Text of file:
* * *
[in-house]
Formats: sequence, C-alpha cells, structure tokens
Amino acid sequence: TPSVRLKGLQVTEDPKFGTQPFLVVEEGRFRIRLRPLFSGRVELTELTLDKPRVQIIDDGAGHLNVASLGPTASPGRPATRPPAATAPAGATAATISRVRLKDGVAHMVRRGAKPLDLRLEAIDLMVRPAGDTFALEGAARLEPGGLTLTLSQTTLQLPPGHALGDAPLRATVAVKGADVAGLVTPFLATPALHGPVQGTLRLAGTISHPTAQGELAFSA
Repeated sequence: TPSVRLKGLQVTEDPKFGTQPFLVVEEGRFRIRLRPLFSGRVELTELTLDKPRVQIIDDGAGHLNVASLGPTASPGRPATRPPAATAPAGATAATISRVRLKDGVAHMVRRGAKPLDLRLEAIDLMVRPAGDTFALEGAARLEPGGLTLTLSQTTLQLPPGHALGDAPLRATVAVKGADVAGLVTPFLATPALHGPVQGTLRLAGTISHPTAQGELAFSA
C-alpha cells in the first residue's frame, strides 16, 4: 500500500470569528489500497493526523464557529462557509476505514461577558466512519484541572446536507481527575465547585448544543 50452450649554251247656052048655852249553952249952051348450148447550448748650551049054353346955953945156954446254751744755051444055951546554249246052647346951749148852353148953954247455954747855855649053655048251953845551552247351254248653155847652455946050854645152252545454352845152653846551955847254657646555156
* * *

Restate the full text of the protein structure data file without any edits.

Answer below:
[in-house]
Formats: sequence, C-alpha cells, structure tokens
Amino acid sequence: TPSVRLKGLQVTEDPKFGTQPFLVVEEGRFRIRLRPLFSGRVELTELTLDKPRVQIIDDGAGHLNVASLGPTASPGRPATRPPAATAPAGATAATISRVRLKDGVAHMVRRGAKPLDLRLEAIDLMVRPAGDTFALEGAARLEPGGLTLTLSQTTLQLPPGHALGDAPLRATVAVKGADVAGLVTPFLATPALHGPVQGTLRLAGTISHPTAQGELAFSA
Repeated sequence: TPSVRLKGLQVTEDPKFGTQPFLVVEEGRFRIRLRPLFSGRVELTELTLDKPRVQIIDDGAGHLNVASLGPTASPGRPATRPPAATAPAGATAATISRVRLKDGVAHMVRRGAKPLDLRLEAIDLMVRPAGDTFALEGAARLEPGGLTLTLSQTTLQLPPGHALGDAPLRATVAVKGADVAGLVTPFLATPALHGPVQGTLRLAGTISHPTAQGELAFSA
C-alpha cells in the first residue's frame, strides 16, 4: 500500500470569528489500497493526523464557529462557509476505514461577558466512519484541572446536507481527575465547585448544543 50452450649554251247656052048655852249553952249952051348450148447550448748650551049054353346955953945156954446254751744755051444055951546554249246052647346951749148852353148953954247455954747855855649053655048251953845551552247351254248653155847652455946050854645152252545454352845152653846551955847254657646555156